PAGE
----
James and the Giant Corn Genetics: Studying the Source Code of Nature

November 27, 2009

Bt Rice in China

Filed under: agriculture,Feeding the world — Tags: , , , — James @ 1:28 am

Reuters has a story up, based on anonymous sources, that China has just approved a government developed strain of bt rice*. Bt crops express a protein isolated from Bacillus thuringiensis a bacteria used by organic farmers to control insects. The introduction of bt crops (primarily corn and cotton) has lead to substantial reductions in the use of insecticides. China plants more than 100,000 square miles of land with rice each year, so the environmental and economic** impact of being able to reduce insecticide applications would be substantial.

China is also in a unique position when it comes to commercializing any form of genetically engineered rice, as the world’s largest producer of rice, but only a small next exporter*** China stands to benefit from any improvements to rice, and is largely immune to pressure from food importing countries such as the members of the European Union. China has also invested (and continues to invest) billions of dollars in developing their own, publicly-funded, domestic crop research and breeding which has kept their per acre crop yields trending upwards, and now means they’re prepared to make the leap to genetically engineered food crops (they’ve had bt cotton for some time) with home-grown technology, killing any narrative about this being western tech foisted off on the developing world.

Whatever bad things you can say about the current government in China (and there definitely are bad things to say), it’s at least clear they’re pulling out all the stops to make sure their people stay fed, but today and in decades to come. Clearly it’s in their own self interest to do so.

When the people are hungry, governments have a way of falling often with bad consequences to those formerly in power (see: The French Revolution). Plenty of societies throughout history have seen problems on the scale of those China will face (feeding a population of 1.3 billion that continues to grow) coming have closed their eyes rather than do everything they can do develop solutions before it was too late.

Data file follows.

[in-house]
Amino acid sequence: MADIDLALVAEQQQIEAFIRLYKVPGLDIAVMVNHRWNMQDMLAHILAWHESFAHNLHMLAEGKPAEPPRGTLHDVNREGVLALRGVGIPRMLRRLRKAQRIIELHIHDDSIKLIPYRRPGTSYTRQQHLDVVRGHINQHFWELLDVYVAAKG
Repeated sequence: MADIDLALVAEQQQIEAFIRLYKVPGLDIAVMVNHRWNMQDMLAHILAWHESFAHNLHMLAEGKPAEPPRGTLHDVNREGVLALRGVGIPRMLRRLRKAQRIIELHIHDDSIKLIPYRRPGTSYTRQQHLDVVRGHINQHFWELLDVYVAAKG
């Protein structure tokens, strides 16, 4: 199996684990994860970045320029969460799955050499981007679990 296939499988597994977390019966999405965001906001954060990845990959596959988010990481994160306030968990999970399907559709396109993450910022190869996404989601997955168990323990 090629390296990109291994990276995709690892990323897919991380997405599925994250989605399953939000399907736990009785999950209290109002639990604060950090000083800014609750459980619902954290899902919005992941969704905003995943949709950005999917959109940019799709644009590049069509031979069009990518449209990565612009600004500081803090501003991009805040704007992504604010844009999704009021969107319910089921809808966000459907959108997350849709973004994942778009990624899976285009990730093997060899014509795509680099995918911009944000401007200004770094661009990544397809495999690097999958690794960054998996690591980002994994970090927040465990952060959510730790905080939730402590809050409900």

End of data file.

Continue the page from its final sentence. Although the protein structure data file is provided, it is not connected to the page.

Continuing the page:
We’ll have to wait and see if this story is confirmed before much more can be said.

*Even if the routers story pans out, and that’s not assured in a story based solely on anonymous sources, the bt rice is still a couple of years away from large scale planting.

**Since this strain was developed by the government, which I assume isn’t developing genetically engineer traits for a profit, the cost of farmers of buying the new seeds may be quite low. China is also one of the countries that is already producing and using a hybrid rice seed and as a result China farmers are already using purchased seeds.

***China’s rice exports are expected to keep shrinking as demand for rice grows along with the growth of their population.


  1. As anyone in plant bio knows China is a rising powerhouse of plant research. Just look at how they cranked out the cucumber ‘genome’. All governments need to be proactive in this area, especially given the amount of time it takes to develop these things.

    I also think that Bt is really a great success story for GM. My only fear is that if every crop everyone grows is Bt there is going to be a very large pressure for resistant bugs. I really think that we need a few other gm insecticide systems that you could rotate, just like you rotate through crops. Which = more plant research. Funny how that works. I know there are already a few headed down the Monsanto pipeline Vt for example.

    Comment by Greg — November 27, 2009 @ 10:53 am

  2. I haven’t heard about vt, but I’m glad to hear there are some alternatives in the pipeline. Can you share any more details? I completely agree using one resistance system isn’t sustainable over the long term. Having dozens of different bt proteins is better than a single one, but things with absolutely different modes of action would be far better.

    Comment by James — November 27, 2009 @ 9:40 pm

  3. Its been a while since the last time I read up on this , but its another transgene that will be (is?) available soon. Sounds like its very similar to Bt, but ‘improved’. Probably one of the many Bt homologs. It also has a stronger promoter.

    Comment by Greg — November 27, 2009 @ 11:59 pm

  4. Cool! I’ll keep my ear to the ground for any further news of VT.

    Comment by James — November 28, 2009 @ 10:36 am

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